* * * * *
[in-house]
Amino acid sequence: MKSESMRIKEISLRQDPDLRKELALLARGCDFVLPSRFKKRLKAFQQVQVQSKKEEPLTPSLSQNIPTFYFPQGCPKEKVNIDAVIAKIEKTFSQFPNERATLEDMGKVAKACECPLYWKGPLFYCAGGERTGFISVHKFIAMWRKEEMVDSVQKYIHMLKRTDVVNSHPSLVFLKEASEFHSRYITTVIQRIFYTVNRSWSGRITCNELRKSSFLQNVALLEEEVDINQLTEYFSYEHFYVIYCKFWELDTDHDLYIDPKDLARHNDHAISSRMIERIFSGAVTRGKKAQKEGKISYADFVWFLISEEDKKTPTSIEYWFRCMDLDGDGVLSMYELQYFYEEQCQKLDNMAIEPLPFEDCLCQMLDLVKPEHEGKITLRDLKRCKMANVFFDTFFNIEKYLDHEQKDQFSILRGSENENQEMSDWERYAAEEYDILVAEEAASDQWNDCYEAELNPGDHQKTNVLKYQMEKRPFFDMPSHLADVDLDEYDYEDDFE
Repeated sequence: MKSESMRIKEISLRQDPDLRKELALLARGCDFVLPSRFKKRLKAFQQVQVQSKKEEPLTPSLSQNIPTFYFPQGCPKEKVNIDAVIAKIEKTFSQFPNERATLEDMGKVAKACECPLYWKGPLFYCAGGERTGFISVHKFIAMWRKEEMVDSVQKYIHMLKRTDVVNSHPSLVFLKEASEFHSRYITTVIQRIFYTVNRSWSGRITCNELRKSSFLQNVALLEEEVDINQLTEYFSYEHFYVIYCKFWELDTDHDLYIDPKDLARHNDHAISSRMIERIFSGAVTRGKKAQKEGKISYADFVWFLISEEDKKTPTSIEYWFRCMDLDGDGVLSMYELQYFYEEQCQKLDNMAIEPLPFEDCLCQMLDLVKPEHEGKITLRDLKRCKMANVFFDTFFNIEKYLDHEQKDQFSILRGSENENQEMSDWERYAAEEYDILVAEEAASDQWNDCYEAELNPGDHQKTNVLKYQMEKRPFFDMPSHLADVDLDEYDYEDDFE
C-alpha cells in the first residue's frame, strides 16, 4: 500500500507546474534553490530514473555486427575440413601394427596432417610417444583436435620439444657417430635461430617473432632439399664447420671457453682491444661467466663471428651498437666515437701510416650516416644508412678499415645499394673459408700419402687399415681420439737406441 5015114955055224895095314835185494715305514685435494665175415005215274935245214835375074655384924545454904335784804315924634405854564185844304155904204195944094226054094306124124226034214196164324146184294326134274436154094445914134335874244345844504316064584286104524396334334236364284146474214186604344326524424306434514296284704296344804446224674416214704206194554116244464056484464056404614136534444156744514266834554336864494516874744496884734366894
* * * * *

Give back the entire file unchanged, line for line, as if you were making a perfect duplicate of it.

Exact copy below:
[in-house]
Amino acid sequence: MKSESMRIKEISLRQDPDLRKELALLARGCDFVLPSRFKKRLKAFQQVQVQSKKEEPLTPSLSQNIPTFYFPQGCPKEKVNIDAVIAKIEKTFSQFPNERATLEDMGKVAKACECPLYWKGPLFYCAGGERTGFISVHKFIAMWRKEEMVDSVQKYIHMLKRTDVVNSHPSLVFLKEASEFHSRYITTVIQRIFYTVNRSWSGRITCNELRKSSFLQNVALLEEEVDINQLTEYFSYEHFYVIYCKFWELDTDHDLYIDPKDLARHNDHAISSRMIERIFSGAVTRGKKAQKEGKISYADFVWFLISEEDKKTPTSIEYWFRCMDLDGDGVLSMYELQYFYEEQCQKLDNMAIEPLPFEDCLCQMLDLVKPEHEGKITLRDLKRCKMANVFFDTFFNIEKYLDHEQKDQFSILRGSENENQEMSDWERYAAEEYDILVAEEAASDQWNDCYEAELNPGDHQKTNVLKYQMEKRPFFDMPSHLADVDLDEYDYEDDFE
Repeated sequence: MKSESMRIKEISLRQDPDLRKELALLARGCDFVLPSRFKKRLKAFQQVQVQSKKEEPLTPSLSQNIPTFYFPQGCPKEKVNIDAVIAKIEKTFSQFPNERATLEDMGKVAKACECPLYWKGPLFYCAGGERTGFISVHKFIAMWRKEEMVDSVQKYIHMLKRTDVVNSHPSLVFLKEASEFHSRYITTVIQRIFYTVNRSWSGRITCNELRKSSFLQNVALLEEEVDINQLTEYFSYEHFYVIYCKFWELDTDHDLYIDPKDLARHNDHAISSRMIERIFSGAVTRGKKAQKEGKISYADFVWFLISEEDKKTPTSIEYWFRCMDLDGDGVLSMYELQYFYEEQCQKLDNMAIEPLPFEDCLCQMLDLVKPEHEGKITLRDLKRCKMANVFFDTFFNIEKYLDHEQKDQFSILRGSENENQEMSDWERYAAEEYDILVAEEAASDQWNDCYEAELNPGDHQKTNVLKYQMEKRPFFDMPSHLADVDLDEYDYEDDFE
C-alpha cells in the first residue's frame, strides 16, 4: 500500500507546474534553490530514473555486427575440413601394427596432417610417444583436435620439444657417430635461430617473432632439399664447420671457453682491444661467466663471428651498437666515437701510416650516416644508412678499415645499394673459408700419402687399415681420439737406441 5015114955055224895095314835185494715305514685435494665175415005215274935245214835375074655384924545454904335784804315924634405854564185844304155904204195944094226054094306124124226034214196164324146184294326134274436154094445914134335874244345844504316064584286104524396334334236364284146474214186604344326524424306434514296284704296344804446224674416214704206194554116244464056484464056404614136534444156744514266834554336864494516874744496884734366894